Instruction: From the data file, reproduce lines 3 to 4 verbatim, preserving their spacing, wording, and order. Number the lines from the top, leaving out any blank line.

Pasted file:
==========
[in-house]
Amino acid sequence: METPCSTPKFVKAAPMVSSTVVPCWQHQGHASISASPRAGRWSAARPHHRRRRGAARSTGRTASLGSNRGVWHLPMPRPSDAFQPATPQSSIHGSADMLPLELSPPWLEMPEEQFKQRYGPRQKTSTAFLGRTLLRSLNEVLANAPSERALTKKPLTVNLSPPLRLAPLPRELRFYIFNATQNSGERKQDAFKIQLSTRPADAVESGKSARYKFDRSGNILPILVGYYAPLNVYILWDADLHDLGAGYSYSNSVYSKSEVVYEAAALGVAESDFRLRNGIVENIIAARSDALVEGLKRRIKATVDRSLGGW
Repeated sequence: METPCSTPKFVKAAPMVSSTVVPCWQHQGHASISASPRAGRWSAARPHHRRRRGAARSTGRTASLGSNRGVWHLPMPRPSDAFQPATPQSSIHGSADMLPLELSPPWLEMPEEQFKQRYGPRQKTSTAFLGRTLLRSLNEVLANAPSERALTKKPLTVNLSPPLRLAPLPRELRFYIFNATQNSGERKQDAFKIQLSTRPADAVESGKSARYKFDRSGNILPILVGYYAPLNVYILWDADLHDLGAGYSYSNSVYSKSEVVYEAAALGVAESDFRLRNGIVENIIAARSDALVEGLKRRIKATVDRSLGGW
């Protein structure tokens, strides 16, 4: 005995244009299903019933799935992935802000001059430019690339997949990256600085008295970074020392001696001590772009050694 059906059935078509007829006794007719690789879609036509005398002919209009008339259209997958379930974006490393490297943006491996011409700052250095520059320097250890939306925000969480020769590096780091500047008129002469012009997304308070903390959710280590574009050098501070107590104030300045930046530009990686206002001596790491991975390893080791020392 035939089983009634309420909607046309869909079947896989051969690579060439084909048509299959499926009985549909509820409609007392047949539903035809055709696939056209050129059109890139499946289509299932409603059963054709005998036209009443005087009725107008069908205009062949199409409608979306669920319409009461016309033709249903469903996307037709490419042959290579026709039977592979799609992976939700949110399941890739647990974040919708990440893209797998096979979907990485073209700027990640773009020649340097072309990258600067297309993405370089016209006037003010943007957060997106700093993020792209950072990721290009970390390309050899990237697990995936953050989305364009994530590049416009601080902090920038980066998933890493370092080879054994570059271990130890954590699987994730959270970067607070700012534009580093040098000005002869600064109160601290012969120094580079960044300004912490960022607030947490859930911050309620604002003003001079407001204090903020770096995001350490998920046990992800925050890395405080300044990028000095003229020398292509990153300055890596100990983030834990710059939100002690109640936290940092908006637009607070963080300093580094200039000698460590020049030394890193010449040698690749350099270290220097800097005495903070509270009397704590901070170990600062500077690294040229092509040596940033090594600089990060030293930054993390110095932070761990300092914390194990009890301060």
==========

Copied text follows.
Repeated sequence: METPCSTPKFVKAAPMVSSTVVPCWQHQGHASISASPRAGRWSAARPHHRRRRGAARSTGRTASLGSNRGVWHLPMPRPSDAFQPATPQSSIHGSADMLPLELSPPWLEMPEEQFKQRYGPRQKTSTAFLGRTLLRSLNEVLANAPSERALTKKPLTVNLSPPLRLAPLPRELRFYIFNATQNSGERKQDAFKIQLSTRPADAVESGKSARYKFDRSGNILPILVGYYAPLNVYILWDADLHDLGAGYSYSNSVYSKSEVVYEAAALGVAESDFRLRNGIVENIIAARSDALVEGLKRRIKATVDRSLGGW
């Protein structure tokens, strides 16, 4: 005995244009299903019933799935992935802000001059430019690339997949990256600085008295970074020392001696001590772009050694 059906059935078509007829006794007719690789879609036509005398002919209009008339259209997958379930974006490393490297943006491996011409700052250095520059320097250890939306925000969480020769590096780091500047008129002469012009997304308070903390959710280590574009050098501070107590104030300045930046530009990686206002001596790491991975390893080791020392 035939089983009634309420909607046309869909079947896989051969690579060439084909048509299959499926009985549909509820409609007392047949539903035809055709696939056209050129059109890139499946289509299932409603059963054709005998036209009443005087009725107008069908205009062949199409409608979306669920319409009461016309033709249903469903996307037709490419042959290579026709039977592979799609992976939700949110399941890739647990974040919708990440893209797998096979979907990485073209700027990640773009020649340097072309990258600067297309993405370089016209006037003010943007957060997106700093993020792209950072990721290009970390390309050899990237697990995936953050989305364009994530590049416009601080902090920038980066998933890493370092080879054994570059271990130890954590699987994730959270970067607070700012534009580093040098000005002869600064109160601290012969120094580079960044300004912490960022607030947490859930911050309620604002003003001079407001204090903020770096995001350490998920046990992800925050890395405080300044990028000095003229020398292509990153300055890596100990983030834990710059939100002690109640936290940092908006637009607070963080300093580094200039000698460590020049030394890193010449040698690749350099270290220097800097005495903070509270009397704590901070170990600062500077690294040229092509040596940033090594600089990060030293930054993390110095932070761990300092914390194990009890301060």